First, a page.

13. The court is of the opinion that such a statement by an Applicant as to the legal advice received from his advocates is not a demonstration of substantial loss by any standards. The mere fact that the Plaintiff is residing on the suit properties by itself is not necessarily indicative of substantial loss being sustained in the absence of a stay order. There was no demonstration that the suit properties might not be available for restitution upon conclusion of the intended appeal either. The court is thus of the opinion that the Plaintiff has failed to demonstrate substantial loss within the meaning of Order 42 Rule 6(2) of the Rules.
14. The court has also considered the material on record as to the timelines of filing the application for stay. Although the decree was passed on 23rd July, 2019 the Plaintiff did not file the application for stay until 23rd September, 2020. There was absolutely no explanation for the delay of 2 months in filing the application even though the Plaintiff was able to file a notice of appeal within 14 days from the date of judgment. Nevertheless, the court is of the view that such delay, though unexplained, was not so prolonged or inordinate as to disentitle the Plaintiff from seeking a stay of execution.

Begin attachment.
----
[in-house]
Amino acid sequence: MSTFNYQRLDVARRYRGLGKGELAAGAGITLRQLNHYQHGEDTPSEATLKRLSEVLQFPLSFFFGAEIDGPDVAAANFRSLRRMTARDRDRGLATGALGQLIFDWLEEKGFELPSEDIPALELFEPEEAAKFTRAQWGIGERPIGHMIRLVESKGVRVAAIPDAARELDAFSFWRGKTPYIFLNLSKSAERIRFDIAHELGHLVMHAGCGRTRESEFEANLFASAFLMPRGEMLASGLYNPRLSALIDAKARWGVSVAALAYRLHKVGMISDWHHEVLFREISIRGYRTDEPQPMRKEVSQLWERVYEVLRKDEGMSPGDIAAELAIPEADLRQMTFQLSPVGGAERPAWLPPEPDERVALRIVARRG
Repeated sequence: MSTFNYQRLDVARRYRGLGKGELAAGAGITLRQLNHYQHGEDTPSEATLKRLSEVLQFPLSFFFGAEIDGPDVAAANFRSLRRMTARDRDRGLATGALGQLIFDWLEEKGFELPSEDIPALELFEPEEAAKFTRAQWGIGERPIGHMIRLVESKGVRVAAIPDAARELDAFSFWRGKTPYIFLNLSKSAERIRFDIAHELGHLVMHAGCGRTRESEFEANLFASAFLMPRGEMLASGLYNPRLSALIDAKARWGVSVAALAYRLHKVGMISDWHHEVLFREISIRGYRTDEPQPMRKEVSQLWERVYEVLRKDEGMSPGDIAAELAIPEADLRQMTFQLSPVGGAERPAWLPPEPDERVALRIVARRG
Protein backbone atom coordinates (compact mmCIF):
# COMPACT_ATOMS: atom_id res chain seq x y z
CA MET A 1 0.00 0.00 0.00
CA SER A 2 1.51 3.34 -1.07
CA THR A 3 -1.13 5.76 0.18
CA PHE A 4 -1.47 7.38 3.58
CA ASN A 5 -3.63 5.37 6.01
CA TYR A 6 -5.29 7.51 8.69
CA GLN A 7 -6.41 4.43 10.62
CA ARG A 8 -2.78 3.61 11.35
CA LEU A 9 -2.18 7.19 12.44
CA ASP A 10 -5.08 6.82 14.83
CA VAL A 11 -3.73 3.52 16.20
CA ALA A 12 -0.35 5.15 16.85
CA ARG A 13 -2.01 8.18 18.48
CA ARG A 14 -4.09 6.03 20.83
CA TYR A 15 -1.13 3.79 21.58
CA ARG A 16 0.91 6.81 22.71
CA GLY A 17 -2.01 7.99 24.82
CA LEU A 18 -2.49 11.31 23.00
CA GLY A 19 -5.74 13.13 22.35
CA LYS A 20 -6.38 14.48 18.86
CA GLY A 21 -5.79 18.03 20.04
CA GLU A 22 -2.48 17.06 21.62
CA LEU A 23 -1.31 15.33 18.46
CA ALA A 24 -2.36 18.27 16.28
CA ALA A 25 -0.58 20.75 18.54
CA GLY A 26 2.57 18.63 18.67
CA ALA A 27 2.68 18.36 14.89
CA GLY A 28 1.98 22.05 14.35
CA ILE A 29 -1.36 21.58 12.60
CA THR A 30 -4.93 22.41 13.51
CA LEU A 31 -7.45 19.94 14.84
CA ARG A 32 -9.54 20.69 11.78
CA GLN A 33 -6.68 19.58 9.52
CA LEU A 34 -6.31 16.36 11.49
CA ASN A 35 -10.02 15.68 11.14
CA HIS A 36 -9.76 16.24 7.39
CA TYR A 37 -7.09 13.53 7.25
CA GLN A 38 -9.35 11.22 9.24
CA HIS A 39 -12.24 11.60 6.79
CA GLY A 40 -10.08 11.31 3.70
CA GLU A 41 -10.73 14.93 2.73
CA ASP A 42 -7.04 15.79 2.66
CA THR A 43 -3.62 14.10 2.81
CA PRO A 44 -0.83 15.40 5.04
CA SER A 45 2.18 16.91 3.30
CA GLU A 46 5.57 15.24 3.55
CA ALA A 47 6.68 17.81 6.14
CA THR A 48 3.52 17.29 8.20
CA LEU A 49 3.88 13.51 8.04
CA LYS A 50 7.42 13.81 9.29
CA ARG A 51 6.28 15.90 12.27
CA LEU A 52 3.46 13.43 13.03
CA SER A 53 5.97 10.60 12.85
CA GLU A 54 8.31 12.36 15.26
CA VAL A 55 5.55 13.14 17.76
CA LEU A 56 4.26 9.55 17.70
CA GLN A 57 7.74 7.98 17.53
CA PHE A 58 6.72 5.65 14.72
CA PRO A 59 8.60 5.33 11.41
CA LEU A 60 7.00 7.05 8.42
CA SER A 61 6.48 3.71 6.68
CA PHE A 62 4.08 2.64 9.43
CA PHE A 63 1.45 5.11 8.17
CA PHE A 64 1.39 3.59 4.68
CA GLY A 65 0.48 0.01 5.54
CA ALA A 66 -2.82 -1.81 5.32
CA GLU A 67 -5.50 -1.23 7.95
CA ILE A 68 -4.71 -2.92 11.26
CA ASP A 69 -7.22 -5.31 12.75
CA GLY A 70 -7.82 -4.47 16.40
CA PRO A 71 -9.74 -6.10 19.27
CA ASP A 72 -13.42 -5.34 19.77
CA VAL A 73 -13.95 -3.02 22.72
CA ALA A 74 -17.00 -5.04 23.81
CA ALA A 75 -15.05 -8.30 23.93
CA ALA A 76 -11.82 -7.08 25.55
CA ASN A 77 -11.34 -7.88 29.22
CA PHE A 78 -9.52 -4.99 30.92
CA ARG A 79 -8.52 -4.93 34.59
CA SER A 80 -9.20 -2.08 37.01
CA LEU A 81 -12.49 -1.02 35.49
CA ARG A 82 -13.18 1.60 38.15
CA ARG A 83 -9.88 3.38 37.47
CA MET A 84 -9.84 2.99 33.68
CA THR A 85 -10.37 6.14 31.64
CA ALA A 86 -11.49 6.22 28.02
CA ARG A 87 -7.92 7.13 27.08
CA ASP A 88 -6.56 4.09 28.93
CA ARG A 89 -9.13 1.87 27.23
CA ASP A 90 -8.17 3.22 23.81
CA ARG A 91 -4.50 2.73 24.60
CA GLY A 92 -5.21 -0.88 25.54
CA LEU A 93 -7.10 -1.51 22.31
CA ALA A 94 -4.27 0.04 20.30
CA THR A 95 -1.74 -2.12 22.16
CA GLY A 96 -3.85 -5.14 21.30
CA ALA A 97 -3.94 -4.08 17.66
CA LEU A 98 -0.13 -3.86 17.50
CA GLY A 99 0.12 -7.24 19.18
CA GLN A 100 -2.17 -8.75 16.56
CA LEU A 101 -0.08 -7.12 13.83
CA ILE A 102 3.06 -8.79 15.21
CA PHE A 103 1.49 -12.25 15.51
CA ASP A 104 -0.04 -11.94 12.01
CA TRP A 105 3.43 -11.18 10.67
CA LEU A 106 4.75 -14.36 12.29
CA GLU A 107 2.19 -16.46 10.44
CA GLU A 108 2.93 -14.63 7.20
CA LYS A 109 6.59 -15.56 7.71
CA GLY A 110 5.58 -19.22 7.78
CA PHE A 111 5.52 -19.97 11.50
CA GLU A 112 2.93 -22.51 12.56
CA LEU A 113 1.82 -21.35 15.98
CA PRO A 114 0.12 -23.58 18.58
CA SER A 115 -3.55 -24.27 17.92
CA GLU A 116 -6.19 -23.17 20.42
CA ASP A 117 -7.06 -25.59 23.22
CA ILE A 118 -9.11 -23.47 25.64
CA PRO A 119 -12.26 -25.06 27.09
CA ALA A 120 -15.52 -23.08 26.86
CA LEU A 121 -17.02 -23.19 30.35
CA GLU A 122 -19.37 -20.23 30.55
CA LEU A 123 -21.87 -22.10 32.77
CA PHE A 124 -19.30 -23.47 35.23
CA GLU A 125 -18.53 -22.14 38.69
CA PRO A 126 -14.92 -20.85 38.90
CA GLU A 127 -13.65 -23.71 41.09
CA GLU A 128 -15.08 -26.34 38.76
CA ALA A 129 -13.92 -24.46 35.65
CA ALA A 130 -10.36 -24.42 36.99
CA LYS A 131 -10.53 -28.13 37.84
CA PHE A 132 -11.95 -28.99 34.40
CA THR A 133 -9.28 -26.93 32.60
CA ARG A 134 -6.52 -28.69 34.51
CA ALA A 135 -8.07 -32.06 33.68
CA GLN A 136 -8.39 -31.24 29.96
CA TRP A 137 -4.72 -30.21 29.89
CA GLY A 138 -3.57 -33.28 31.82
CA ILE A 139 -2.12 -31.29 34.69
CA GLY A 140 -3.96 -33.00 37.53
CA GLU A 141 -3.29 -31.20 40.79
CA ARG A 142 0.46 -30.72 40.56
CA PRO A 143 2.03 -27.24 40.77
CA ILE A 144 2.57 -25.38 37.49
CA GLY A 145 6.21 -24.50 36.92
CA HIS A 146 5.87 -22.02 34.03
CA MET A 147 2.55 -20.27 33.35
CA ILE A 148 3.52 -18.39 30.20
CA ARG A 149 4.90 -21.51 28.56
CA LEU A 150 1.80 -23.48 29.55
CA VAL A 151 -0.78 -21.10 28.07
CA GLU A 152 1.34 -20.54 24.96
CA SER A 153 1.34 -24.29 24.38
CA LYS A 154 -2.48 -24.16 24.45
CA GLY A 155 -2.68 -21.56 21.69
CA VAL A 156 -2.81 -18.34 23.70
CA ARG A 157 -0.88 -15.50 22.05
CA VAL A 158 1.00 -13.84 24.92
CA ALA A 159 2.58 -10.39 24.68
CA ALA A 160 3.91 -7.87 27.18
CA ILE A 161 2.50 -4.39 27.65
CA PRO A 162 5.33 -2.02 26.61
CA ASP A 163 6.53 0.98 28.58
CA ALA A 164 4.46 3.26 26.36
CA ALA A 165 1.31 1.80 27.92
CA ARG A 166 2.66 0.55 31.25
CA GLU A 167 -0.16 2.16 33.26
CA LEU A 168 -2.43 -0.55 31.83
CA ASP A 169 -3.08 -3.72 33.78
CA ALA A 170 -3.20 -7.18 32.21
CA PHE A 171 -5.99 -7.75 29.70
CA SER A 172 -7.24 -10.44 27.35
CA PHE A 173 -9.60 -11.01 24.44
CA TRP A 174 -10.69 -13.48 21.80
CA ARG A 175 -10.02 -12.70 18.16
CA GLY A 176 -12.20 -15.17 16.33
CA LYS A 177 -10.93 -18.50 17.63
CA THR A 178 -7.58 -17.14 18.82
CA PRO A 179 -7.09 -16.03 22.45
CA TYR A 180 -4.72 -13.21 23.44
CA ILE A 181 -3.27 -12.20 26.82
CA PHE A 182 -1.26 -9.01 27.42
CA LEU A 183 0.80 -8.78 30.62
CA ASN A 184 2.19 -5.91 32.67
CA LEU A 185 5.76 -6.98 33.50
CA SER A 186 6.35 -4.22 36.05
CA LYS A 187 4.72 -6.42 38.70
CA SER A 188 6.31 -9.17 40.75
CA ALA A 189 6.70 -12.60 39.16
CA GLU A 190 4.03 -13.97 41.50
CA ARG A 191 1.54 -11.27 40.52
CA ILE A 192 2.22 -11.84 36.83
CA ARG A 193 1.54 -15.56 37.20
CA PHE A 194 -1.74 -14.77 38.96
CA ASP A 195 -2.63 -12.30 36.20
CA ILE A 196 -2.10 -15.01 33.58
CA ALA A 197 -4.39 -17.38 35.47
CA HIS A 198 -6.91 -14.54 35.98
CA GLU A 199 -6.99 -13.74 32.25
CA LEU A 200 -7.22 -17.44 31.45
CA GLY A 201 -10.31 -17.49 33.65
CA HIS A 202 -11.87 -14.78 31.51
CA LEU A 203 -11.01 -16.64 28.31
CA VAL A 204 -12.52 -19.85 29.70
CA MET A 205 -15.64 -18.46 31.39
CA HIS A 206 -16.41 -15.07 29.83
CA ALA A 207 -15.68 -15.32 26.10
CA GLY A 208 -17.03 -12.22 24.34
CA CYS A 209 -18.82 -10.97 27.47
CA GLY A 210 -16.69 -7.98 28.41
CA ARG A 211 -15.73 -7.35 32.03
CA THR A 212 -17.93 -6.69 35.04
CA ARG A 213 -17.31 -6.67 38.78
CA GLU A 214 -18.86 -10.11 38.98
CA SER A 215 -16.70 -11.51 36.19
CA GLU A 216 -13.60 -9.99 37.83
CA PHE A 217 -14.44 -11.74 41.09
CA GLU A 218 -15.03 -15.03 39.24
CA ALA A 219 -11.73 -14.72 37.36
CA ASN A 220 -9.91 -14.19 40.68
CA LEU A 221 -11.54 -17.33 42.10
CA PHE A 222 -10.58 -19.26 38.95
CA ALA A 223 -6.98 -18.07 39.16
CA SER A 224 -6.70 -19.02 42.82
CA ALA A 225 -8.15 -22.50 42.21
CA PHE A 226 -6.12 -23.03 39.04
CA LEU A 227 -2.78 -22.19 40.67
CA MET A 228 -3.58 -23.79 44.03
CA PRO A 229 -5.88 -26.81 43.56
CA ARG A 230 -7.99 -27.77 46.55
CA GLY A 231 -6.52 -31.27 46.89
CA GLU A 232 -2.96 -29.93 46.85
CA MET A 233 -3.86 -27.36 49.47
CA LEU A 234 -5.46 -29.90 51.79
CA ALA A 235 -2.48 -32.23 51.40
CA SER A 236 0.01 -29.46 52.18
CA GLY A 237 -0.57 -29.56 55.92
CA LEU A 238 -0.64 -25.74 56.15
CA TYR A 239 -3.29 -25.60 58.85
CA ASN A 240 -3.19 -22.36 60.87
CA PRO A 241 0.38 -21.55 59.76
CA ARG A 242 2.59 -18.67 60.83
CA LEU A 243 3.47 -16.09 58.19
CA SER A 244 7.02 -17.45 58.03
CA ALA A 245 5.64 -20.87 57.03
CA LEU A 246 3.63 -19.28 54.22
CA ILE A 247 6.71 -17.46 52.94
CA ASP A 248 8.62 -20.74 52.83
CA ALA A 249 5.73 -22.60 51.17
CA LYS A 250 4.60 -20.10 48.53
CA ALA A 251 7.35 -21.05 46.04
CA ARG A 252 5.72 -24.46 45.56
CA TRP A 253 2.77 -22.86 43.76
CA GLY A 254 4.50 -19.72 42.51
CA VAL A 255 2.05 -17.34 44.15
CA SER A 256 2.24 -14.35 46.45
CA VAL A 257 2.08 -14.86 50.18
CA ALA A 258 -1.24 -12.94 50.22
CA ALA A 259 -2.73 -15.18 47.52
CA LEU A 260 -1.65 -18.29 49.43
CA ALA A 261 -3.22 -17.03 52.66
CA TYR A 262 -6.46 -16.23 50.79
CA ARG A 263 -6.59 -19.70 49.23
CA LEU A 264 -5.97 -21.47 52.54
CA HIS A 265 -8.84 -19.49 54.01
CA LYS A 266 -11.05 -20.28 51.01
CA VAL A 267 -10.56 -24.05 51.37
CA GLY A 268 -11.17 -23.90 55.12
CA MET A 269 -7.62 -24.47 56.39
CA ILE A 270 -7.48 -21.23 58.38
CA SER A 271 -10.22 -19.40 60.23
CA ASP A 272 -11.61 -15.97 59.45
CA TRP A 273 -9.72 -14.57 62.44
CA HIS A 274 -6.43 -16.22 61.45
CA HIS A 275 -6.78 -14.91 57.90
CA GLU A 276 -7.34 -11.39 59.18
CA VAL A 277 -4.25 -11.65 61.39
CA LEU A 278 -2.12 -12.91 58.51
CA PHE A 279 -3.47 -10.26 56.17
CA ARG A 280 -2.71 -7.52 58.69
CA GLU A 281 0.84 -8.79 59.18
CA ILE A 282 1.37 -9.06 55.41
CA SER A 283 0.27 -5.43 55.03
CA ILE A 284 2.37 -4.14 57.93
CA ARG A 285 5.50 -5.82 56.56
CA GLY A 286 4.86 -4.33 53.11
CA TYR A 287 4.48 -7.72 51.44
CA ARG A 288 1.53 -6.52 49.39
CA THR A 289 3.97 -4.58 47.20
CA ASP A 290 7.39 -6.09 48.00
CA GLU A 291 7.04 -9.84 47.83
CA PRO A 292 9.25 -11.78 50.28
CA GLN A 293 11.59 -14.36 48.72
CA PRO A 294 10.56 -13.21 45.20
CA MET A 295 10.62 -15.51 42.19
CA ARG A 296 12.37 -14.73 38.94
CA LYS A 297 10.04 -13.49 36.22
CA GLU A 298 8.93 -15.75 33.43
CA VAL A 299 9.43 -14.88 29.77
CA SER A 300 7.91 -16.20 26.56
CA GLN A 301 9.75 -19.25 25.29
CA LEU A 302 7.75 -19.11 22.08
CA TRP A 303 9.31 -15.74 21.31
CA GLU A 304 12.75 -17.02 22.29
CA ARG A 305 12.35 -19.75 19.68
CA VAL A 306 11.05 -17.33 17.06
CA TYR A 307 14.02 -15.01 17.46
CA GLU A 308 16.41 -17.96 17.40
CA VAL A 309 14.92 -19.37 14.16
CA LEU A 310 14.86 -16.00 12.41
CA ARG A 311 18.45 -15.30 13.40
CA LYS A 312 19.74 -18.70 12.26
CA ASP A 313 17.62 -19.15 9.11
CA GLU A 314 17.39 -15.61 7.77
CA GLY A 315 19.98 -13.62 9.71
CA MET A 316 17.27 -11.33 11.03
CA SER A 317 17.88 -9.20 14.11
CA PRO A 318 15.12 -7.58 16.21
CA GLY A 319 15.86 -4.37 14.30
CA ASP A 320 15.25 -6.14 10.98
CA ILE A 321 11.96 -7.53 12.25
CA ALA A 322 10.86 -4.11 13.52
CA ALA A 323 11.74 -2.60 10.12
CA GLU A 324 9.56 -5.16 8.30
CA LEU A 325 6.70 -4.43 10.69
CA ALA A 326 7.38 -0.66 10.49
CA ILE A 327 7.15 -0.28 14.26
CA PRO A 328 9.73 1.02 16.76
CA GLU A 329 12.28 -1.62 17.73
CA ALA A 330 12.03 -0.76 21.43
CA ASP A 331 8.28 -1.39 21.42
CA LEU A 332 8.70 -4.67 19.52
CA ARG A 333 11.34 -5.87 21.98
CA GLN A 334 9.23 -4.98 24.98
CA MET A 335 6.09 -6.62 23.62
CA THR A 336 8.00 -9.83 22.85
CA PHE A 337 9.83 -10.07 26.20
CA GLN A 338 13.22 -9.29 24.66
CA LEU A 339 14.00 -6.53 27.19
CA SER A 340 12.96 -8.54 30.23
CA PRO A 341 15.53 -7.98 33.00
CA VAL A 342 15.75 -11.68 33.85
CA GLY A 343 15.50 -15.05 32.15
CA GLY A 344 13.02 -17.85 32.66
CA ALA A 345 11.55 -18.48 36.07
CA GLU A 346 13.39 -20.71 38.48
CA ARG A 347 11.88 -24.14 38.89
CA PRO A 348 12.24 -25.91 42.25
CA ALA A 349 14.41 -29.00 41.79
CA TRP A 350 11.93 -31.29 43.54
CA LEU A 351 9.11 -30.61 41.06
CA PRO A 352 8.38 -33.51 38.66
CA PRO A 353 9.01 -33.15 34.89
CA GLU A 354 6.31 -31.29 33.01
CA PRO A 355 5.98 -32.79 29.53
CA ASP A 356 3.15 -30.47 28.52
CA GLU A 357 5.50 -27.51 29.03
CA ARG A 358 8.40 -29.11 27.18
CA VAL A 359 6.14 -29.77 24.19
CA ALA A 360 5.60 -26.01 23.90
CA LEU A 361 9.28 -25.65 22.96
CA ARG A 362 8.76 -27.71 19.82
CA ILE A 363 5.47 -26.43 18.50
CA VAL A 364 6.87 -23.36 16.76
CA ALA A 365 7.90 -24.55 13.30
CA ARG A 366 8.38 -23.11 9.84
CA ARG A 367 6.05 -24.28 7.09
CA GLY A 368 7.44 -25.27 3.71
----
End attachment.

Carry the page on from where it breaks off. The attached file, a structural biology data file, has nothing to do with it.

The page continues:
15. The above notwithstanding, the court is of the opinion, that the Plaintiff is disentitled to an order of stay for another reason. The Plaintiff appears to have displayed remarkable impunity in his dealings with the suit properties. The material on record shows that even after the decree was passed on 23rd July, 2019 the Plaintiff continued to behave as if the decree did not exist. He flagrantly continued to cultivate and even plant crops on the portion of land which was adjudged to belong to the Defendants. He blatantly refused to relocate to his parcel No. 711 even after the District Surveyor marked out the boundaries between the parcels in dispute as per the decree. The court is thus of the opinion that a person who exhibits such impunity is undeserving of favorable judicial discretion.